The rise of the medical selfie

It is this unreliability that is attempting to deal with. The firm is, for instance, working with doctors in Israel on a system that lets pregnant women at risk of pre-eclampsia (dangerously high blood pressure, which is signalled by protein in the urine) use to monitor themselves at home. In Britain, meanwhile, the National Health Service (NHS) is starting to employ a version of the app to monitor those suffering from multiple sclerosis whose bladders are affected by the disease. Members of this group, which is around 60,000-strong, are at particular risk of urinary-tract infections. About 5,000 of them develop severe infections every year. At the moment, when someone in this position spots early symptoms he must go to a clinic to be tested. Home-testing, followed by a prescription posted to those who need it, should obviate that need, speed up treatment and also save the NHS around £10m ($12m) a year.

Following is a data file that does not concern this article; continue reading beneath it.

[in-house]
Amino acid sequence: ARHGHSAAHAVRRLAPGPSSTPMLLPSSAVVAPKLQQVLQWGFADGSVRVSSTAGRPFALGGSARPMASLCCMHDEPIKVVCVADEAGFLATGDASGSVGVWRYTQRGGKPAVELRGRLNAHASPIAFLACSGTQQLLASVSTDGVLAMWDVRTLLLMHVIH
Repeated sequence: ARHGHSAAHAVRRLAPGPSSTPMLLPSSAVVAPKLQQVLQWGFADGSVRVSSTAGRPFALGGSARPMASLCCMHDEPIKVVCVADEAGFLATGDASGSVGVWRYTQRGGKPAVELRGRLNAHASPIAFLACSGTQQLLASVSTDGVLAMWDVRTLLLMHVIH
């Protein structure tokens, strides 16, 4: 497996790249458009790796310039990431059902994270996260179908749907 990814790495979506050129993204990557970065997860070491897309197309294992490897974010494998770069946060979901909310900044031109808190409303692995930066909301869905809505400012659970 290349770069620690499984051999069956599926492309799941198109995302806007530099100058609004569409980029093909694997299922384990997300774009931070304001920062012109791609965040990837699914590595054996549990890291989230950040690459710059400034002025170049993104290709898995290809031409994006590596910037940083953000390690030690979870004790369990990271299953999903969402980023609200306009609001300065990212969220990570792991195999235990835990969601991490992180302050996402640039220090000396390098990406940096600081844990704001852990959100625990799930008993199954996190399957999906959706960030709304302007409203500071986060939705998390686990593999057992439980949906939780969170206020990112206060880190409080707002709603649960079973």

A third dipstick test the app may soon be applied to is chronic kidney disease. In America alone some 26m people have this condition, which is often associated with diabetes and high blood pressure in a phenomenon known as metabolic syndrome. Patients in the late stages of kidney disease need costly dialysis. But if the illness is detected early, by screening the urine of those at risk to check for protein, sufferers can be given drugs that lower their blood pressure and thus slow the disease’s progress.